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The Best of Nearly 500 Poems

My Final Poetry Book

Can Anyone Hear Me? That's the subtitle of my grand poetry anthology, which (like many of my works) has undergone several title changes over the past few years. F. Scott Fitzgerald, who wrote his immortal (and wonderful) novel The Great Gatsby at around age 29 in 1925), thought he had been forgotten by the world when he died rather suddenly at age 40. There it is again—that evolutionary arc, peaking in the mid to late twenties. Nothing spooky about it. It's all DNA, water, and sunshine. And wind… and all the wonderful things that make our lives worthy of poetry, song, and other artistry even in the darkest times.

Done Deal at 27. I've already described most of the salient ('jumping') facts in my discussion of that other collection, October Leaf. Amid all the chaos and unexpected turns of life, it surprises me to think back and remember that class taught by Walther Uhlig around 1969. He planted that seed of thought in my mind, which germinated at age 23 when, working at a very stark and industrial power station in New Haven Harbor as a security guard, I brought in my old Underwood upright, a rickety typing stand, and my cardboard box full of poetry and disorder. It took me at last a week, probably, to type those 425 pages. That was a remarkable harvesting moment, a pivot in time. I wrote probably another fifty poems or so, including some very good ones while stationed at Panzerkaserne in K-Town. My final tally is probably around 500. I love them all, and am particularly proud of a smaller number among them. They traveled with me in their binder, probably a good 20,000 miles in all, until they came to rest in my garage in this old San Diego neighborhood. I don't know if I'll ever release them all on line, but there will be buy links and some samples. Actually, if you read Cymbalist Poems and October Leaf, you'll have a good idea of my writing style. More commentary to come in 2020, which I call the Vision Year. I hope we have some vision (to get the crooks out of governments around the world and in Washington; to avoid becoming extinct in our looming climate crisis; and—well, I see another crisis coming, just as terrifying as the first two, but I'll write a futuristic Speculative Fiction (SF) novel about that (TBD).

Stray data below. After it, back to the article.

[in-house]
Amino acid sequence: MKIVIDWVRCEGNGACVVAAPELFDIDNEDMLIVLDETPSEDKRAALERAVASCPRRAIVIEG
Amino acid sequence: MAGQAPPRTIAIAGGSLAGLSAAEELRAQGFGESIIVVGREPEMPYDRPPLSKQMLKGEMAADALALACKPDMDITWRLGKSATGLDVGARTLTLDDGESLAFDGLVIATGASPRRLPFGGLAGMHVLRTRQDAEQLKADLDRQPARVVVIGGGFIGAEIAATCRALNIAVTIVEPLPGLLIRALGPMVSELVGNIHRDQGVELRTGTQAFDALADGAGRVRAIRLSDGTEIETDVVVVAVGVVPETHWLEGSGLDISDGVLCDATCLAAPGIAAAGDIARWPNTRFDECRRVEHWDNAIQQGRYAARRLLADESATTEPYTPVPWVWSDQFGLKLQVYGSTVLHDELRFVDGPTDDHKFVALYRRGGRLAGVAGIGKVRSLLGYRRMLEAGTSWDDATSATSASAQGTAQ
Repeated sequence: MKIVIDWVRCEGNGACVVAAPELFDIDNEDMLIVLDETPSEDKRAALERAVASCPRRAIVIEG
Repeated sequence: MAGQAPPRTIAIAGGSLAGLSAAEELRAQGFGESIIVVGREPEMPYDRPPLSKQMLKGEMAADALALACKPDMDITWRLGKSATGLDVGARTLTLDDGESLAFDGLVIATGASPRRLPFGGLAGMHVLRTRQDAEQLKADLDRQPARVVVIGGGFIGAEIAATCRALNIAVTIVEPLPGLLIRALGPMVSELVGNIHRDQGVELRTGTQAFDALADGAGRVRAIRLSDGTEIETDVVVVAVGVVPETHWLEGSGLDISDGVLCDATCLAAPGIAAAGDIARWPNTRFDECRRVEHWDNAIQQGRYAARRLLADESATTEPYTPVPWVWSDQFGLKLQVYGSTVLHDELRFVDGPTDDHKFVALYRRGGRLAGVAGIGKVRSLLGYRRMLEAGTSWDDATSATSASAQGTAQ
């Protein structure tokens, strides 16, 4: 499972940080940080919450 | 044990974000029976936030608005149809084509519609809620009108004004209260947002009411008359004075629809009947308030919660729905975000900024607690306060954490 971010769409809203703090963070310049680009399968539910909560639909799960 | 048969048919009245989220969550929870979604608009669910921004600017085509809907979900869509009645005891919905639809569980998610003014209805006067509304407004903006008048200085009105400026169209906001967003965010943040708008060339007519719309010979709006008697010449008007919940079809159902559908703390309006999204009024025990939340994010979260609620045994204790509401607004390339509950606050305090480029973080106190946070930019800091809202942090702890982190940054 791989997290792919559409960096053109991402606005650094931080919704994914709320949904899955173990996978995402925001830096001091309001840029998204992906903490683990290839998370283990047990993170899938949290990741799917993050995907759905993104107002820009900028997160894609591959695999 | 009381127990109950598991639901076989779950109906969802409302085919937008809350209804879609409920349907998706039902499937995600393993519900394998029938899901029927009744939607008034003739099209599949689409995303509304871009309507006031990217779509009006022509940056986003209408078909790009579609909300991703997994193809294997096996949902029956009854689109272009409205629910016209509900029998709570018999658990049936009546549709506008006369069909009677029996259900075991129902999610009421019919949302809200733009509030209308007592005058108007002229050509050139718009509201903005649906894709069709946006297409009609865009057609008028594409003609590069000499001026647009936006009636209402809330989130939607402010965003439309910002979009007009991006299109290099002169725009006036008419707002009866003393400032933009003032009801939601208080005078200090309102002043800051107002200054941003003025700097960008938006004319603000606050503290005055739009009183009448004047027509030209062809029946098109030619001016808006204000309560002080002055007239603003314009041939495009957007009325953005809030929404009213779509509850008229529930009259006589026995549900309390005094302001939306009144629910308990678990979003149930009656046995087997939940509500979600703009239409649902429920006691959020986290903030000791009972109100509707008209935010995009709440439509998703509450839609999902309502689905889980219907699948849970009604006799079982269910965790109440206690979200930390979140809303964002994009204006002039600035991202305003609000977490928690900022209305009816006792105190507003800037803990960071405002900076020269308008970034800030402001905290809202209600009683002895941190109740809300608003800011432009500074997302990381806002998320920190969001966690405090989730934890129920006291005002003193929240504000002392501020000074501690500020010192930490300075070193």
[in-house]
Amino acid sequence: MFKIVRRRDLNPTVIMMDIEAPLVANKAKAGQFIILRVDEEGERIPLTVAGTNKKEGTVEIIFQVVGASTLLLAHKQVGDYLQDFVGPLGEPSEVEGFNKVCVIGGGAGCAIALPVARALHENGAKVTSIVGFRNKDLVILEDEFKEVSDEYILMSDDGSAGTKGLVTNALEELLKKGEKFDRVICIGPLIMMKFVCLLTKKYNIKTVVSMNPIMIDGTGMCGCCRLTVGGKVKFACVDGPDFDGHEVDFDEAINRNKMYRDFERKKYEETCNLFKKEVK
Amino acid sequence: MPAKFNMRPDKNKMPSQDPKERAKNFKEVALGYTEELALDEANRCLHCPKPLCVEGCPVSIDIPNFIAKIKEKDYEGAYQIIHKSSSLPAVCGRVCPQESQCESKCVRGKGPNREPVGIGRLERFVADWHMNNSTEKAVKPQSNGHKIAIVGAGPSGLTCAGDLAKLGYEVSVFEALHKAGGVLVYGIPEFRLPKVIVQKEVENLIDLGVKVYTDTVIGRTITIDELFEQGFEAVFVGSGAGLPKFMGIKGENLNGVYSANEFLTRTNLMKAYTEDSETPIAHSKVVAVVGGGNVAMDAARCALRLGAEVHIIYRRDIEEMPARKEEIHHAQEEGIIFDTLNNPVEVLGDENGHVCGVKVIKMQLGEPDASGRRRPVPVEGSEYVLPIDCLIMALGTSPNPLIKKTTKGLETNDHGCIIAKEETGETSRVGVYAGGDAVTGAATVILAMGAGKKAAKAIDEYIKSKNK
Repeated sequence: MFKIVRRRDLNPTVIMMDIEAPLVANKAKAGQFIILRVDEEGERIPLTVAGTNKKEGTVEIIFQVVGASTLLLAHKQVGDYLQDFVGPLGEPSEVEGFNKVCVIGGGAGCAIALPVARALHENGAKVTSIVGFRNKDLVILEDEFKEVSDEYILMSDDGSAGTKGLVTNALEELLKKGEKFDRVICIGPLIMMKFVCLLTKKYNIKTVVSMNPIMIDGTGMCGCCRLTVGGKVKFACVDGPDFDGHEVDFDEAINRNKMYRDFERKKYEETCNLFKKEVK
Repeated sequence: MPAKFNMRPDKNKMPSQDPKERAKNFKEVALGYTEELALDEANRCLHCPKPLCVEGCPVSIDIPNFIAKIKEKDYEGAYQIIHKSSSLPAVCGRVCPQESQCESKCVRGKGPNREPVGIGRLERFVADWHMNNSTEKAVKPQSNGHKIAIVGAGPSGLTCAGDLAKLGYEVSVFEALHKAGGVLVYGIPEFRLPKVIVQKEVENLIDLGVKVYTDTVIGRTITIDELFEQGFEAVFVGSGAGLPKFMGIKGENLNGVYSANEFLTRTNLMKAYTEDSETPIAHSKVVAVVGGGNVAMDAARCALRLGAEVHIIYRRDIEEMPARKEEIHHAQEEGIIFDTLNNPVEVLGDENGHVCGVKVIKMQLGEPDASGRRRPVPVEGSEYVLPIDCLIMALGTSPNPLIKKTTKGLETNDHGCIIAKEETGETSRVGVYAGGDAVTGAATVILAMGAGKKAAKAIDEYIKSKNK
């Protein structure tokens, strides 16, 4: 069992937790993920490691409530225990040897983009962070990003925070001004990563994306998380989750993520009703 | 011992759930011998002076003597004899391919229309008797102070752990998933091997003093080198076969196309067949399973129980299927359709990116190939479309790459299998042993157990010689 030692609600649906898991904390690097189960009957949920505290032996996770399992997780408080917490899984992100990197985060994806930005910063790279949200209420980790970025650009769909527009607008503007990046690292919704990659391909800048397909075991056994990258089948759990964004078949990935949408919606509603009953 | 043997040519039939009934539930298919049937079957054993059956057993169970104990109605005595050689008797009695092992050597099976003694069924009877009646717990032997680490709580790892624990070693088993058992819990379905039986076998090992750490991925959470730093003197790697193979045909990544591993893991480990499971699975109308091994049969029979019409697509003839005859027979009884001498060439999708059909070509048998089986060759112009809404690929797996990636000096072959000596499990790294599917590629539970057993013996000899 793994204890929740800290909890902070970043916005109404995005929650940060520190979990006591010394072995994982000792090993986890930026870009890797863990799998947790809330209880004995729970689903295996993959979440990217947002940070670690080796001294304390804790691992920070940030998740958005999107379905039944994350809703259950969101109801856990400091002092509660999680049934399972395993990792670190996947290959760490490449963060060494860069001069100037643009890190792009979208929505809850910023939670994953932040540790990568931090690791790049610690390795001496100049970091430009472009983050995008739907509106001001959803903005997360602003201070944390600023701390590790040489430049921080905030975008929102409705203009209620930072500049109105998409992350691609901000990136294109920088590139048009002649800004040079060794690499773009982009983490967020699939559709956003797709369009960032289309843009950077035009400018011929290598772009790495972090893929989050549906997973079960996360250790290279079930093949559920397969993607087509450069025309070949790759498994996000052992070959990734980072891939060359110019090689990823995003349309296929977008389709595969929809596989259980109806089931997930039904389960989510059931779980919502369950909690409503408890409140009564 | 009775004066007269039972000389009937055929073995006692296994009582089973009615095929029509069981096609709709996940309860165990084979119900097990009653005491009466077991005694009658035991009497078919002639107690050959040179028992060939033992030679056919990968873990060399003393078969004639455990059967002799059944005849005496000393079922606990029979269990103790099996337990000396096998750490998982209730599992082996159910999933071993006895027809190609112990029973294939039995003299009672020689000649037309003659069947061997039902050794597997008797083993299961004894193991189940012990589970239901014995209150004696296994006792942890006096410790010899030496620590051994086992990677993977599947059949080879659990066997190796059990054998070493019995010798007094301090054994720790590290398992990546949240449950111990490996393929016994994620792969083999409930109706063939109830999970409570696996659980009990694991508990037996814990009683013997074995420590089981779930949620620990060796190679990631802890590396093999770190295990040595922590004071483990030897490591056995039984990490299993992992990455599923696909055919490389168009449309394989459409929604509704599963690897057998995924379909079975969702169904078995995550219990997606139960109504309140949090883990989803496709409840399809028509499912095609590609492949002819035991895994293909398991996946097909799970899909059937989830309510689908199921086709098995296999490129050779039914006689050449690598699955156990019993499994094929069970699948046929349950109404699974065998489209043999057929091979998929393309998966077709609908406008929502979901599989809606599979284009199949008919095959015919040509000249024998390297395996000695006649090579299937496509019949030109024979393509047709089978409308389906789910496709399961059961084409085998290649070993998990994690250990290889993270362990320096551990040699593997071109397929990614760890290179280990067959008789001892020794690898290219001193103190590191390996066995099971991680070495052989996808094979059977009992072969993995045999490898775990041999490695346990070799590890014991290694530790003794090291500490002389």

Lyrical Poetry. I don't plan to write a thesis or textbook here. I think the fall-back to Aristotle's Poetics in this Wikipedia article tells us plenty. For me, it was a natural, personal style of writing. I usually felt an underlying sense of rhythm, especially of certain jazz tropes including the Cool Jazz of Pharao Sanders and his school; Miles Davis; and Dave Brubeck, to name just three. I was strongly influenced by the previous generation of Beat Poets, including Lawrence Ferlinghetti, Alan Ginsberg, and more. I recognize many names here in this quick lookup (again) at Wikipedia. The list is not complete for me, since it's missing W. H. Auden and many other fine poets. The more I think about it, the more names crop up for me, including the Anglophone circle associated with the famous Shakespeare & Co Bookstore in Paris.

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selection by teenage New England poet (cover includes two old images of him from about 1969)

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